New York State College of Ceramics

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The New York State College of Ceramics (NYSCC) at Alfred University in Alfred, New York, is a statutory college of the State University of New York (SUNY). There are a total of 616 students, including 536 undergraduates and 80 graduates.[1]


The college was founded by an Act, signed into law on April 11, 1900 by Governor Theodore Roosevelt, per Chapter 383 of the Session Laws of New York, 1900 establishing the New York State School of Clay-Working and Ceramics.[2] This move by Alfred University to petition the New York State legislature in 1899 followed a period of crisis at the University starting in 1895, which was facing low enrollments, mounting deficits, and the recent resignation of then President A.E. Main (1893-95). The Trustees, with support from area businesses and alumni recognized the trends in higher education toward applied sciences and technology, supporting the decision to petition the legislature.[3]

Charles Fergus Binns, a British ceramist, served as the first Director of the school, after completing a career at Royal Worcester Porcelain Works. In 1932 it was renamed as the New York State College of Ceramics (NYSCC) with two departments, General Technology and Engineering and Applied Art.[2] The College is presently composed of the School of Art and Design, the Inamori School of Engineering[2] and the Samuel R. Scholes Library. The College also houses the Inamori Museum of Fine Ceramics, one of two such collections globally, focused on technical ceramics and glass.

The Inamori School of Engineering at Alfred University offers programs in ceramics, glass, biomaterials, and materials science engineering. In addition, the programs in mechanical engineering and renewable energy engineering are offered through Alfred University, the private institution the NYSCC is affiliated with. The School of Engineering is one of only two institutions in the U.S. that offers a B.S. in Ceramic Engineering, and the only institution in the U.S. that offers degrees in glass science.

Notable alumni[edit]

Notable faculty[edit]


  1. ^ "Fast Facts - SUNY".
  2. ^ a b c Eisenstadt, Peter (2005-05-19). Encyclopedia of New York State. ISBN 9780815608080.
  3. ^ McHale, Anna (2003). Fusion: A Centennial History of the New York State College of Ceramics. Virginia Beach, VA: The Donning Company Publishers. p. 22. ISBN 1-57864-224-8.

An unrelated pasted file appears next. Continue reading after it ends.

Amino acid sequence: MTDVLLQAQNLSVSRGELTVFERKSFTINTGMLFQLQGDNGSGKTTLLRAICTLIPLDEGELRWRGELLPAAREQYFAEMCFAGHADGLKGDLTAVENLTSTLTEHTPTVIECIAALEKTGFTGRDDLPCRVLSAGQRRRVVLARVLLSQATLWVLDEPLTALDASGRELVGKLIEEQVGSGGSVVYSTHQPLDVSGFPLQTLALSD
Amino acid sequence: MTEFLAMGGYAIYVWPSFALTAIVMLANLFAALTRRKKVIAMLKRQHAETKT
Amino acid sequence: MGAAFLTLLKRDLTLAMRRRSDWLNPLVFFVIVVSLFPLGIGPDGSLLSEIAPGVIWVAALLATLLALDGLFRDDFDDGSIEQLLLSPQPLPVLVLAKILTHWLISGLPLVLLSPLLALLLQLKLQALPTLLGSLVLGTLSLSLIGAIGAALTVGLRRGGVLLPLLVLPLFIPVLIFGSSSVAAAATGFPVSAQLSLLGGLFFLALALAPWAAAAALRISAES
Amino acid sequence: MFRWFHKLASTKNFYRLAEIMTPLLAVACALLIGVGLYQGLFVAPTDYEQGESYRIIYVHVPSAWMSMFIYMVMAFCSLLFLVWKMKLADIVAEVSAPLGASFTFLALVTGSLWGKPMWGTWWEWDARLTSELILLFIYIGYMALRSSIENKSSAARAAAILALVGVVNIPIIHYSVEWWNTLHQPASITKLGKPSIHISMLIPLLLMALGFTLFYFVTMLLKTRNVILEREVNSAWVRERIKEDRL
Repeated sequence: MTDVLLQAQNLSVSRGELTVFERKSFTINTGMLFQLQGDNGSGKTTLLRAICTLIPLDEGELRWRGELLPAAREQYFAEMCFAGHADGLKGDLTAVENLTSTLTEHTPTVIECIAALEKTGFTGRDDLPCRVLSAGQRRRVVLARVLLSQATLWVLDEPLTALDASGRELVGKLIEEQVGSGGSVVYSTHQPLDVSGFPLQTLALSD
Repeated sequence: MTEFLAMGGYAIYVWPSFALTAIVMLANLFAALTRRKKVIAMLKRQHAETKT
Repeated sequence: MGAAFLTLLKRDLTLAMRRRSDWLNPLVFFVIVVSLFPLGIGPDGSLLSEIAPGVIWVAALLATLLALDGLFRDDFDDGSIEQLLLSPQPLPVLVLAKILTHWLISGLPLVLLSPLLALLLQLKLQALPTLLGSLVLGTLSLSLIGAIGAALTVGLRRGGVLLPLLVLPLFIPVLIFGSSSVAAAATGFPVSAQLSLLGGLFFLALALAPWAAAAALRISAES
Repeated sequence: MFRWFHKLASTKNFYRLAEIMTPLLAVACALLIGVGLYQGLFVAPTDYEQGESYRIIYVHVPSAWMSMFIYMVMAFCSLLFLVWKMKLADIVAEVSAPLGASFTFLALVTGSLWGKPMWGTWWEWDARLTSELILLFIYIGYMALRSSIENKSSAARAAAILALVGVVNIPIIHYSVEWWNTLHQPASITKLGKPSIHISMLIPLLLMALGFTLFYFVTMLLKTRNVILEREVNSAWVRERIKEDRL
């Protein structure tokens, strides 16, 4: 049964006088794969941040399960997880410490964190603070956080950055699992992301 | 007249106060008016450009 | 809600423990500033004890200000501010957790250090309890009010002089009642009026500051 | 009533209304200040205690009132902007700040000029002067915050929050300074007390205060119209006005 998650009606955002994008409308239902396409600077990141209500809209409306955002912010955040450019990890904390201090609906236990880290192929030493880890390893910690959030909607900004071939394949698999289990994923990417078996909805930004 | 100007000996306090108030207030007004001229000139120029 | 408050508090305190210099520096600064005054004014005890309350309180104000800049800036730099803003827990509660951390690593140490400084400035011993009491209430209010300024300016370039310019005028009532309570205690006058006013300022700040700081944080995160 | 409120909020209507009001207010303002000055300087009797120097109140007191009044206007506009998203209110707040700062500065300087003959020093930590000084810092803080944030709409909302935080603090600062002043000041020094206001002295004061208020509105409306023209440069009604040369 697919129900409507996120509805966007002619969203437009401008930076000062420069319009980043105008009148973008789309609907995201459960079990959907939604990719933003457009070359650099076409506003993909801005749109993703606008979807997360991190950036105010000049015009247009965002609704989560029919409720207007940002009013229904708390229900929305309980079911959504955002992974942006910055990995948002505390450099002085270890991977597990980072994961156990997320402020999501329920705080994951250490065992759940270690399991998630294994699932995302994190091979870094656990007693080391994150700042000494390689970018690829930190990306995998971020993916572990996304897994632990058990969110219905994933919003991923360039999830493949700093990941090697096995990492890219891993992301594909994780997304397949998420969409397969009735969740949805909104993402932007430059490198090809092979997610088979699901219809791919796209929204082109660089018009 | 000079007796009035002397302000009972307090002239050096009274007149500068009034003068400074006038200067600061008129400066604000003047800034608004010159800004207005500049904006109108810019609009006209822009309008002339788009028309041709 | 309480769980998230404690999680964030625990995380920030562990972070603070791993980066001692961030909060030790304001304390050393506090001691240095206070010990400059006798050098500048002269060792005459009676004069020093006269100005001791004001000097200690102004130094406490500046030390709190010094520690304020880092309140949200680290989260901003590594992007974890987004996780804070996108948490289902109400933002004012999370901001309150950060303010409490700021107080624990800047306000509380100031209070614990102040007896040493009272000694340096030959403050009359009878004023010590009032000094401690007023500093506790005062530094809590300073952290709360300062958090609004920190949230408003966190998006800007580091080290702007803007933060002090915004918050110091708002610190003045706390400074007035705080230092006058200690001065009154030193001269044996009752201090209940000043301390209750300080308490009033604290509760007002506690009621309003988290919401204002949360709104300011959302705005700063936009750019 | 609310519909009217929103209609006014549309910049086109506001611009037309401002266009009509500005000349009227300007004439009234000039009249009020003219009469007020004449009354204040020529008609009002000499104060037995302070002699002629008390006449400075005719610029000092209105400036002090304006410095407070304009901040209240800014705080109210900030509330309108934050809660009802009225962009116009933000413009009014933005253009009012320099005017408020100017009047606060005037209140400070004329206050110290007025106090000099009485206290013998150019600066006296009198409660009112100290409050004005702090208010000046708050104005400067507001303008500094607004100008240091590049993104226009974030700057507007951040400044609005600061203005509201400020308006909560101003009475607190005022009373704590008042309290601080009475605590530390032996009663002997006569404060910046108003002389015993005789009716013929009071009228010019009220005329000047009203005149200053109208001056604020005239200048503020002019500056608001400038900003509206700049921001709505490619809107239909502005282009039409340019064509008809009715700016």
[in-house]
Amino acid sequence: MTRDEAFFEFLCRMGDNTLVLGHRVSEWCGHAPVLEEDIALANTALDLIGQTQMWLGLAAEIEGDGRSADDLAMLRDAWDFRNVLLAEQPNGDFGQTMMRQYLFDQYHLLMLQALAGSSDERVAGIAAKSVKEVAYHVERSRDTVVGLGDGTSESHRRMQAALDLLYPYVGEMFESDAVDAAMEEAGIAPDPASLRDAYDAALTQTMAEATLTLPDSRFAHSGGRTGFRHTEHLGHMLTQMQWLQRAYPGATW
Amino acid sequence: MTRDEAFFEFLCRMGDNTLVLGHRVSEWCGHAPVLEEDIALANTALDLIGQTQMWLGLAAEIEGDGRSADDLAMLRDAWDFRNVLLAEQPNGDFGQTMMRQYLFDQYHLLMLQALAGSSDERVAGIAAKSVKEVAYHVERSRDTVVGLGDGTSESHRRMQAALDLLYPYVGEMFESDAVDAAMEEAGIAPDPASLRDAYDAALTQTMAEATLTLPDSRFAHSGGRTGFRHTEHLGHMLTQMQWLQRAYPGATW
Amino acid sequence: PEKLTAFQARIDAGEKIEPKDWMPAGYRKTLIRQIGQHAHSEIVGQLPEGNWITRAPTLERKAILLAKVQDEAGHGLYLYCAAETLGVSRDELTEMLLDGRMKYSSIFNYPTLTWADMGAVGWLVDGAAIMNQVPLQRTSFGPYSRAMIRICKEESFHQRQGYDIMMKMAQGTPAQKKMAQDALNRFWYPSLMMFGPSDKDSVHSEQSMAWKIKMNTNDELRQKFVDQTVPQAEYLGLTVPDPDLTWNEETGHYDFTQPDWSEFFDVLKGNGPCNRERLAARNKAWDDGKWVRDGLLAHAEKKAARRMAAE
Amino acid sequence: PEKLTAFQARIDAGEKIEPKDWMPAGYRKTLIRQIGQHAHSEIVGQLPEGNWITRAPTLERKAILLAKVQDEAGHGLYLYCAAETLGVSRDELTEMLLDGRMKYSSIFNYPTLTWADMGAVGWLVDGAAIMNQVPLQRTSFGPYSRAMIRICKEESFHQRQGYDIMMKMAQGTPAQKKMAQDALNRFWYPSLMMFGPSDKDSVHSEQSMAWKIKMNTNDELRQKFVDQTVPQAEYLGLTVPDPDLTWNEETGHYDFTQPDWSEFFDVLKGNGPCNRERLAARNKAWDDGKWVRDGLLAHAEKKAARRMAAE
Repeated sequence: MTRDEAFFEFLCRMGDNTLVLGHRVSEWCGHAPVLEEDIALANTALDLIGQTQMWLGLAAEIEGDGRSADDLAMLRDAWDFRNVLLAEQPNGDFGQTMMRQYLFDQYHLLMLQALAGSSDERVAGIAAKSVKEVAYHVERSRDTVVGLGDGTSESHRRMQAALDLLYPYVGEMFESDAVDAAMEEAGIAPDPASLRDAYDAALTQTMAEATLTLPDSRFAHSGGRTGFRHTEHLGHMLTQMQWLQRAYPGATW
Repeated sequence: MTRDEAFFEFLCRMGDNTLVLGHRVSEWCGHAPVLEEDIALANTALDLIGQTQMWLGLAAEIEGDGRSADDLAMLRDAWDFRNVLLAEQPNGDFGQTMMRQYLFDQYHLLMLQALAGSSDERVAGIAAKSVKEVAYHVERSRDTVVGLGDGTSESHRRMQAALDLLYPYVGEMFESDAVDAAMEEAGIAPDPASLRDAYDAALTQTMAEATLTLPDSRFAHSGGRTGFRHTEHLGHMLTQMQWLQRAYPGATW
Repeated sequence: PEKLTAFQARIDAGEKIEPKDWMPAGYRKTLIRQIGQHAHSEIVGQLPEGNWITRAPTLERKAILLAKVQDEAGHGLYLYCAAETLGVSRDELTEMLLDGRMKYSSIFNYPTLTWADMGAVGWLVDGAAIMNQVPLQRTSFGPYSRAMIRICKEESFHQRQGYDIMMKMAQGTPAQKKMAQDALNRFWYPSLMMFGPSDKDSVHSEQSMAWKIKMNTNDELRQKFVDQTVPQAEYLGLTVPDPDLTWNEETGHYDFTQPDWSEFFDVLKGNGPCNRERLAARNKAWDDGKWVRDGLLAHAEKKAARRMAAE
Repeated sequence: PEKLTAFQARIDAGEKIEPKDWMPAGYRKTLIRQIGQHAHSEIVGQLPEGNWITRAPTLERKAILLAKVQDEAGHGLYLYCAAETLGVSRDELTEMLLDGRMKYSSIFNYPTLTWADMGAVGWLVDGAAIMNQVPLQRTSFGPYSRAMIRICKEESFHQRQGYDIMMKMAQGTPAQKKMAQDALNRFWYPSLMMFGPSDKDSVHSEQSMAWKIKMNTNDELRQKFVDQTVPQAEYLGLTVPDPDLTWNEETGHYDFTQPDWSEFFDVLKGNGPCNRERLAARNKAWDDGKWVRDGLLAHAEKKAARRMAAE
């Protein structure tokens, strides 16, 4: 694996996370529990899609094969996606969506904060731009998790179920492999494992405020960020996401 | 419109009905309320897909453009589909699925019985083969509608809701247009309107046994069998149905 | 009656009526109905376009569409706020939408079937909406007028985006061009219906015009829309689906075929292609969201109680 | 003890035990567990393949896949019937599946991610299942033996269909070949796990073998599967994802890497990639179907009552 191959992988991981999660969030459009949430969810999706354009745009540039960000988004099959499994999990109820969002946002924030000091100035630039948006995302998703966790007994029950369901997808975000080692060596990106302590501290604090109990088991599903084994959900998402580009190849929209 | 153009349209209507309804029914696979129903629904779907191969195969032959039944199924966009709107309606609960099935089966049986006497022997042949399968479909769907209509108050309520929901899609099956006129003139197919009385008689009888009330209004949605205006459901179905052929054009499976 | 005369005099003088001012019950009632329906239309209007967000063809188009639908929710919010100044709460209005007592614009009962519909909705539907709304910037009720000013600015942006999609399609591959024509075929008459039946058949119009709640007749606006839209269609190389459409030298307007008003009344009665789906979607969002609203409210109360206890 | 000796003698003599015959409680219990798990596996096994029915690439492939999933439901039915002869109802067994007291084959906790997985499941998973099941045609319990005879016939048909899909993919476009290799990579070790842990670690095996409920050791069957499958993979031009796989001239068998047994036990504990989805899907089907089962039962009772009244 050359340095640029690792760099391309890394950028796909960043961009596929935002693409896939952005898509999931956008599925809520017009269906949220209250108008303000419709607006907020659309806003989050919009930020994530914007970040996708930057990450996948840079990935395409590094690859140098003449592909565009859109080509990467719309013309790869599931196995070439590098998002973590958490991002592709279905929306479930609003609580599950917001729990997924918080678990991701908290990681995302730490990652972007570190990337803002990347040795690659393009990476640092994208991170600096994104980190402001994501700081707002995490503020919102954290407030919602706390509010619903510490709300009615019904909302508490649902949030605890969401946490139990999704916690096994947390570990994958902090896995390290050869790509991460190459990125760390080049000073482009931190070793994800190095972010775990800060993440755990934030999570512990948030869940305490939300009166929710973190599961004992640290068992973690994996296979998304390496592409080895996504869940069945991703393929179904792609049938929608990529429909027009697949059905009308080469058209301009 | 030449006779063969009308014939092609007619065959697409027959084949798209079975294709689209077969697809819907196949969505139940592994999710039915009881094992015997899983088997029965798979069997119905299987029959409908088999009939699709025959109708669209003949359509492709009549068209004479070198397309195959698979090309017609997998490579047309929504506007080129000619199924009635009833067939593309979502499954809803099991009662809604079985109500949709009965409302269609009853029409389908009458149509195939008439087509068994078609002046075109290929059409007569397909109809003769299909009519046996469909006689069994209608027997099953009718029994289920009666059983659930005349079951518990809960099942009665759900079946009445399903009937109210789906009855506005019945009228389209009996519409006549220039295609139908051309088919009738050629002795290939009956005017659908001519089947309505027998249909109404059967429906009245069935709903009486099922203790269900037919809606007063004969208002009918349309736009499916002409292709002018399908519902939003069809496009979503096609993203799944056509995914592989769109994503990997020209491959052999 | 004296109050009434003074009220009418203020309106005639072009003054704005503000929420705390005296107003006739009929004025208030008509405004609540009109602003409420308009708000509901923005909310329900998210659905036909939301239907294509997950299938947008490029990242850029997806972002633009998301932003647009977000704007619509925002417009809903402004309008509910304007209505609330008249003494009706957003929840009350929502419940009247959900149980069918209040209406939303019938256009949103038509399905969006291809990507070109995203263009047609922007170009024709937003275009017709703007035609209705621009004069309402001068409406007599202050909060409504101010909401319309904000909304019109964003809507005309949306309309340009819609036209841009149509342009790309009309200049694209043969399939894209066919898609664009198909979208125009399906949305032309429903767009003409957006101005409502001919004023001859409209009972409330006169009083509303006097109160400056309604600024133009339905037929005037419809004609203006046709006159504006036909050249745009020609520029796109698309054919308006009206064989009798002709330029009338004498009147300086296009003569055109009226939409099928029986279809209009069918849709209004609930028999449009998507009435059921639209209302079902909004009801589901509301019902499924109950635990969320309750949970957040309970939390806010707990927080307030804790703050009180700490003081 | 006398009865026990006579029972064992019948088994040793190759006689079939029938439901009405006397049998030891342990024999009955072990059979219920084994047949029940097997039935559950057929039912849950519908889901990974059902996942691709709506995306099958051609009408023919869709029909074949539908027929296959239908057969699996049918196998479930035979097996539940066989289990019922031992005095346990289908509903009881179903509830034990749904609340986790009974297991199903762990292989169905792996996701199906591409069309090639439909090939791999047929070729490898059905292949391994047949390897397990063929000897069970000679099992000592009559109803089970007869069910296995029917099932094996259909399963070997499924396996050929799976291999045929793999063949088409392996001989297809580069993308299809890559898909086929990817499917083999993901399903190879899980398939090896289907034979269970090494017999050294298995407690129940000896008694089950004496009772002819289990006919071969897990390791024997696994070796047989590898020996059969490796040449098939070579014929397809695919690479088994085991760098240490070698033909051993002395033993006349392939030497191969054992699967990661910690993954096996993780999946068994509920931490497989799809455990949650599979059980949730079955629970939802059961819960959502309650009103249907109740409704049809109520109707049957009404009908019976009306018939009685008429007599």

4. ^ "Margaret Boozer". Smithsonian American Art Museum. Retrieved 19 July 2013.
  5. ^ Galloway, Julia (2009). Julia Galloway: Biography. Retrieved October 8, 2009, from Julia Galloway: Utilitarian Pottery. Web site:
  6. ^ "Steven Heinemann". Archived from the original on 17 April 2009. Retrieved 28 January 2017.
  7. ^ Smith, Paul J. (2004-03-01). "Interview with Susan Peterson". Archives of American Art. Smithsonian Institution. Retrieved 2006-10-13.
  8. ^ Jules Heller; Nancy G. Heller (19 December 2013). North American Women Artists of the Twentieth Century: A Biographical Dictionary. Routledge. ISBN 978-1-135-63882-5.
  9. ^ Price, Ken. “Personal Influences.” Ceramics Monthly (September 1994) p. 31.
  10. ^ Smoky Mountain News (29 August 2007). "Norm Schulman's ceramics kick off museum's season". Retrieved 19 March 2012.[permanent dead link]
  11. ^ a b "Turner - The Marks Project". Retrieved 28 January 2017.
  12. ^ "The RISD Museum of Art Presents Inner City: An Installation by Ceramic Sculptor Arnie Zimmerman and Architect Tiago Montepegado" Archived May 27, 2012, at the Wayback Machine Museum of Art, Rhode Island School of Design. Press release (September 2009). Retrieved January 26, 2012
  13. ^ Evans, Paul (1974). Art Pottery of the United States. New York: Charles Scribner's Sons. p. 8. ISBN 9780684140292.
  14. ^ "Wayne Higby - Smithsonian American Art Museum". Retrieved 28 January 2017.
  15. ^ "Andrew Deutsch". Retrieved 28 January 2017.

External links[edit]

Coordinates: 42°15′12″N 77°47′15″W / 42.253261°N 77.787486°W / 42.253261; -77.787486